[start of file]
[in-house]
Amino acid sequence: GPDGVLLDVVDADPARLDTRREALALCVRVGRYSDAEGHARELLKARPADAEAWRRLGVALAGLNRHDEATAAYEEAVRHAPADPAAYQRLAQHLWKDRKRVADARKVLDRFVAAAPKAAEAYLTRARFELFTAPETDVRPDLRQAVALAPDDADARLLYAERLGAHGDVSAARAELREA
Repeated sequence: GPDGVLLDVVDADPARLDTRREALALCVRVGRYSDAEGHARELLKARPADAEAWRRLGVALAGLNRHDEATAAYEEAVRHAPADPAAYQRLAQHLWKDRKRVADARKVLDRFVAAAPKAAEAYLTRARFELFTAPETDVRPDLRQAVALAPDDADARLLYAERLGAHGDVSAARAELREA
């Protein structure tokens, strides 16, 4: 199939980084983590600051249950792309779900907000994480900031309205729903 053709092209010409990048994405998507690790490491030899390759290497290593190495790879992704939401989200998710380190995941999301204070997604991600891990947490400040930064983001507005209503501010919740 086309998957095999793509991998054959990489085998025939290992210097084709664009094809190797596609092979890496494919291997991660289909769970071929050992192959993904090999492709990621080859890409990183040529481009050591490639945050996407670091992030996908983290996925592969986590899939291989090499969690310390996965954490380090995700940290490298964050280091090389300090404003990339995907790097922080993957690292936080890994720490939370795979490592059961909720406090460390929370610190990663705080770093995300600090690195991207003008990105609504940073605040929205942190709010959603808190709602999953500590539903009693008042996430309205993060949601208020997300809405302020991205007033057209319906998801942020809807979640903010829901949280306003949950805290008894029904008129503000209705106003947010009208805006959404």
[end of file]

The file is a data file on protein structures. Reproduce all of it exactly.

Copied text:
[in-house]
Amino acid sequence: GPDGVLLDVVDADPARLDTRREALALCVRVGRYSDAEGHARELLKARPADAEAWRRLGVALAGLNRHDEATAAYEEAVRHAPADPAAYQRLAQHLWKDRKRVADARKVLDRFVAAAPKAAEAYLTRARFELFTAPETDVRPDLRQAVALAPDDADARLLYAERLGAHGDVSAARAELREA
Repeated sequence: GPDGVLLDVVDADPARLDTRREALALCVRVGRYSDAEGHARELLKARPADAEAWRRLGVALAGLNRHDEATAAYEEAVRHAPADPAAYQRLAQHLWKDRKRVADARKVLDRFVAAAPKAAEAYLTRARFELFTAPETDVRPDLRQAVALAPDDADARLLYAERLGAHGDVSAARAELREA
């Protein structure tokens, strides 16, 4: 199939980084983590600051249950792309779900907000994480900031309205729903 053709092209010409990048994405998507690790490491030899390759290497290593190495790879992704939401989200998710380190995941999301204070997604991600891990947490400040930064983001507005209503501010919740 086309998957095999793509991998054959990489085998025939290992210097084709664009094809190797596609092979890496494919291997991660289909769970071929050992192959993904090999492709990621080859890409990183040529481009050591490639945050996407670091992030996908983290996925592969986590899939291989090499969690310390996965954490380090995700940290490298964050280091090389300090404003990339995907790097922080993957690292936080890994720490939370795979490592059961909720406090460390929370610190990663705080770093995300600090690195991207003008990105609504940073605040929205942190709010959603808190709602999953500590539903009693008042996430309205993060949601208020997300809405302020991205007033057209319906998801942020809807979640903010829901949280306003949950805290008894029904008129503000209705106003947010009208805006959404």